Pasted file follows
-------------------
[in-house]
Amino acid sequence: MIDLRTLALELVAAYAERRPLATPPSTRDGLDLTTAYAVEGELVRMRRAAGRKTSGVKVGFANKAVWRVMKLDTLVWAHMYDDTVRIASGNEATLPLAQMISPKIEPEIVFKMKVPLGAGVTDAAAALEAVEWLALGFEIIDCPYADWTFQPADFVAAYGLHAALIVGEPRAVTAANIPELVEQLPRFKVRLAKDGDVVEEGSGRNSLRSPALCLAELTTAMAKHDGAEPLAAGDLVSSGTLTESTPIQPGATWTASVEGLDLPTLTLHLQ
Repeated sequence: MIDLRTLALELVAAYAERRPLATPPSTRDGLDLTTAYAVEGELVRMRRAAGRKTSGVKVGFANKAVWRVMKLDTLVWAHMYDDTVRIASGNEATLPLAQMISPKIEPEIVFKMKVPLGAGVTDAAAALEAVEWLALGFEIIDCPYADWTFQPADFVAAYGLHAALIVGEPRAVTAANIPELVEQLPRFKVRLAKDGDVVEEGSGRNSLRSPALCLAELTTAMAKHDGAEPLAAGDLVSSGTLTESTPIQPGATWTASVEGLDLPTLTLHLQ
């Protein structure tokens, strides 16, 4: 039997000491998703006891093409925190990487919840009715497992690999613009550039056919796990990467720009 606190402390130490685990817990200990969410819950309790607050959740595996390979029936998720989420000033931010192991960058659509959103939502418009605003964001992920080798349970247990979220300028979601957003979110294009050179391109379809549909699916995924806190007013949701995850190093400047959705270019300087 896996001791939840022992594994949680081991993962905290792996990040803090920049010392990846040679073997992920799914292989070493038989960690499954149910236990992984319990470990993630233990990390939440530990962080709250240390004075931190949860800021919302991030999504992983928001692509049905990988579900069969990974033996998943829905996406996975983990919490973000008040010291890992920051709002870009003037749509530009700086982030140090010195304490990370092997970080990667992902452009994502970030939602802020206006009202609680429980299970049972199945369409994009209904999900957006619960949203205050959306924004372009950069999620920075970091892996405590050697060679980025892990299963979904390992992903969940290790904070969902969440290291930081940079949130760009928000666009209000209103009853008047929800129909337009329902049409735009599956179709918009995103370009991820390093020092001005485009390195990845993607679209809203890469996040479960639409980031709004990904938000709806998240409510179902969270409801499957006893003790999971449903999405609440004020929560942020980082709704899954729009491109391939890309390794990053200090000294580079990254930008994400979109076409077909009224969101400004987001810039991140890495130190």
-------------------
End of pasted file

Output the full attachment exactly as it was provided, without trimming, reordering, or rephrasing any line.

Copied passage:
[in-house]
Amino acid sequence: MIDLRTLALELVAAYAERRPLATPPSTRDGLDLTTAYAVEGELVRMRRAAGRKTSGVKVGFANKAVWRVMKLDTLVWAHMYDDTVRIASGNEATLPLAQMISPKIEPEIVFKMKVPLGAGVTDAAAALEAVEWLALGFEIIDCPYADWTFQPADFVAAYGLHAALIVGEPRAVTAANIPELVEQLPRFKVRLAKDGDVVEEGSGRNSLRSPALCLAELTTAMAKHDGAEPLAAGDLVSSGTLTESTPIQPGATWTASVEGLDLPTLTLHLQ
Repeated sequence: MIDLRTLALELVAAYAERRPLATPPSTRDGLDLTTAYAVEGELVRMRRAAGRKTSGVKVGFANKAVWRVMKLDTLVWAHMYDDTVRIASGNEATLPLAQMISPKIEPEIVFKMKVPLGAGVTDAAAALEAVEWLALGFEIIDCPYADWTFQPADFVAAYGLHAALIVGEPRAVTAANIPELVEQLPRFKVRLAKDGDVVEEGSGRNSLRSPALCLAELTTAMAKHDGAEPLAAGDLVSSGTLTESTPIQPGATWTASVEGLDLPTLTLHLQ
């Protein structure tokens, strides 16, 4: 039997000491998703006891093409925190990487919840009715497992690999613009550039056919796990990467720009 606190402390130490685990817990200990969410819950309790607050959740595996390979029936998720989420000033931010192991960058659509959103939502418009605003964001992920080798349970247990979220300028979601957003979110294009050179391109379809549909699916995924806190007013949701995850190093400047959705270019300087 896996001791939840022992594994949680081991993962905290792996990040803090920049010392990846040679073997992920799914292989070493038989960690499954149910236990992984319990470990993630233990990390939440530990962080709250240390004075931190949860800021919302991030999504992983928001692509049905990988579900069969990974033996998943829905996406996975983990919490973000008040010291890992920051709002870009003037749509530009700086982030140090010195304490990370092997970080990667992902452009994502970030939602802020206006009202609680429980299970049972199945369409994009209904999900957006619960949203205050959306924004372009950069999620920075970091892996405590050697060679980025892990299963979904390992992903969940290790904070969902969440290291930081940079949130760009928000666009209000209103009853008047929800129909337009329902049409735009599956179709918009995103370009991820390093020092001005485009390195990845993607679209809203890469996040479960639409980031709004990904938000709806998240409510179902969270409801499957006893003790999971449903999405609440004020929560942020980082709704899954729009491109391939890309390794990053200090000294580079990254930008994400979109076409077909009224969101400004987001810039991140890495130190």